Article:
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199A Deduction for Qualified Business Income

Posted by Admin Posted on Feb 13 2018

 

Recent tax legislation added a new tax deduction for business owners.  It permits individuals, estates, and trusts to deduct up to 20% of their “qualified business income.”  You may have heard a lot of talk in the news about a new deduction for “pass-through” income, but it’s actually available for qualified business income from a sole proprietorship (including a farm), as well as from pass-through entities such as partnerships, LLCs, and S corporations.  For taxpayers in the new 37% tax bracket (down from 39.6% in 2017), such income may be taxed at an effective top marginal rate of 29.6%.

 

Although the new deduction opens the door for planning opportunities for you and your business, the rules are complex. There are various limits that can substantially reduce or eliminate the deduction.  Many of these limits depend on the nature of your business and how high your taxable income will be in 2018.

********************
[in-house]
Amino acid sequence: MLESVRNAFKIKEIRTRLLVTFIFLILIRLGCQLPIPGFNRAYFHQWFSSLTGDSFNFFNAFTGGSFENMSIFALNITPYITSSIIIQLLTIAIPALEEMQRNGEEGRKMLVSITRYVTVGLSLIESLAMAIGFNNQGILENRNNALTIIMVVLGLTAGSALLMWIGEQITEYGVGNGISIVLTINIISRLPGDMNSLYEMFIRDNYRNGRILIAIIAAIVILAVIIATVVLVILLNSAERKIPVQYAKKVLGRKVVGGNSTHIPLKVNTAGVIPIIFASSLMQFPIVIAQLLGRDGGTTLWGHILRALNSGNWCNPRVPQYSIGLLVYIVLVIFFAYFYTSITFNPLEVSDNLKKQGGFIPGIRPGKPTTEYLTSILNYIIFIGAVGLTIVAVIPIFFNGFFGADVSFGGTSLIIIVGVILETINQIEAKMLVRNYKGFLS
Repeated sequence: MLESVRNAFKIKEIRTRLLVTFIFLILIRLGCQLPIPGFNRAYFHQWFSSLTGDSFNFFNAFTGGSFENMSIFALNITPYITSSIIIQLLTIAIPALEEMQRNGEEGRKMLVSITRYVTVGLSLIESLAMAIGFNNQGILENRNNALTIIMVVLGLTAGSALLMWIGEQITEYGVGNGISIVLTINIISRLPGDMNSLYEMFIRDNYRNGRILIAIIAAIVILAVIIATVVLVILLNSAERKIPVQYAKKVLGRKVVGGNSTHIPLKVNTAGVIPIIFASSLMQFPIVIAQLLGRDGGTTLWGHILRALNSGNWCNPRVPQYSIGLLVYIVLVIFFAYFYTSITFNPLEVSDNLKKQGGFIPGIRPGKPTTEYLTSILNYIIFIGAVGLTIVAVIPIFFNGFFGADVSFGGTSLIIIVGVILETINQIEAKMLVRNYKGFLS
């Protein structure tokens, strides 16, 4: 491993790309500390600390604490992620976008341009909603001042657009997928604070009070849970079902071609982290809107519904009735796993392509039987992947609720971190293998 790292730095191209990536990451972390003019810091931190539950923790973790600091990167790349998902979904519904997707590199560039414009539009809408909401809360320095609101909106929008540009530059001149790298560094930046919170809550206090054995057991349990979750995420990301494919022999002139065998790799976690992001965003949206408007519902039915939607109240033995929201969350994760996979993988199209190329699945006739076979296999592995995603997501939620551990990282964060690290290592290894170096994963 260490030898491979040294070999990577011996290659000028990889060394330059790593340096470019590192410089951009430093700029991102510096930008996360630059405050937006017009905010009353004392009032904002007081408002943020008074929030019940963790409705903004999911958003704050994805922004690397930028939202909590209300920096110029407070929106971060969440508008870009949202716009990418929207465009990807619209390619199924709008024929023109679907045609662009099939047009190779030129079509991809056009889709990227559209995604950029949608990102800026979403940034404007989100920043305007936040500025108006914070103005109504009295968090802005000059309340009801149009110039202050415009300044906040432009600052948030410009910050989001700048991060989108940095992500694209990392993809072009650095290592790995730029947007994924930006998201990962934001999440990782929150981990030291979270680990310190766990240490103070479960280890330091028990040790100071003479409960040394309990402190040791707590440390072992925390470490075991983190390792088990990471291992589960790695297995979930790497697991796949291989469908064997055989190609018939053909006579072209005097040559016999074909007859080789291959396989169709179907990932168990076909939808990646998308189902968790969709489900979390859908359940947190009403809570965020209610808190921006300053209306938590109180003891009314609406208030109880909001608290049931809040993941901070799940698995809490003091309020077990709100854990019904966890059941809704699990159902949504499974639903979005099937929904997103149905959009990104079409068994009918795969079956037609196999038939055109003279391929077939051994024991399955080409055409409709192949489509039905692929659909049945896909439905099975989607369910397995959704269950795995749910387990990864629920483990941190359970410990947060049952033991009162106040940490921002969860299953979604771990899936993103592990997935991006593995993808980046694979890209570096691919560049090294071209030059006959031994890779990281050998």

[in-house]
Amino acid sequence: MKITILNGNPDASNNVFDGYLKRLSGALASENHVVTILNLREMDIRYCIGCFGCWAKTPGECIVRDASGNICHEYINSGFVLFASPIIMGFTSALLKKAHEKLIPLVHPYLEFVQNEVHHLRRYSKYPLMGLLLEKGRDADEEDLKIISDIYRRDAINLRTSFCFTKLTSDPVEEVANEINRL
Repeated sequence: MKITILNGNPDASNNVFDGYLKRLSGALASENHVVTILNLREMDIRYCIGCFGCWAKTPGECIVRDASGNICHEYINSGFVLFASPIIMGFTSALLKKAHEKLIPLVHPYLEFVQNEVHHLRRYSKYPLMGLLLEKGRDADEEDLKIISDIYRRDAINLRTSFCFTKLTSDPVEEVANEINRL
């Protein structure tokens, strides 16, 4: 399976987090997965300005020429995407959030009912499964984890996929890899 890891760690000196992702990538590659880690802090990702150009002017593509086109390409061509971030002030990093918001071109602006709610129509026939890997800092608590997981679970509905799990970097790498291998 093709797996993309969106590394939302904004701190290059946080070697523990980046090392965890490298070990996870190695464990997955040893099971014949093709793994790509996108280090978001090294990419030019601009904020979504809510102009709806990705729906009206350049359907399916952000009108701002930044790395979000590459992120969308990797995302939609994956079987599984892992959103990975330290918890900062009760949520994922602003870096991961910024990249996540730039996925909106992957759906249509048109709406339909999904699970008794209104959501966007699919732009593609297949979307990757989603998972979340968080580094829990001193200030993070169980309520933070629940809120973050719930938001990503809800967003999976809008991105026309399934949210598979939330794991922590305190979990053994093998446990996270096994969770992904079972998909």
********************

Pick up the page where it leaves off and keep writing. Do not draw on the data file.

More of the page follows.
For example, income from certain service businesses doesn’t qualify for the deduction once your taxable income reaches $415,000 (married filing jointly). These businesses involve the performance of services in the fields of health, law, accounting, actuarial science, performing arts, consulting, athletics, financial services, or brokerage services (but not engineering or architecture).  Also, income from a business that participates in investing, trading, or dealing in securities, partnership interests, or commodities is subject to this restriction.

 

 

There are other factors that may affect your eligibility for the deduction.  The deduction for income from a nonservice business (a manufacturing business, for example) is subject to limits based on the entity’s total wages and tangible property once your taxable income reaches $415,000 (married filing jointly).  In addition, a limit based on your taxable income may further reduce your deduction.

 

Given the complexity of the new deduction, it’s best to get a head start on determining how it will affect your tax situation in 2018.  We would love to schedule a planning meeting with you to discuss this new provision, along with other tax law changes that could impact you this year.  Please call our office to schedule that meeting.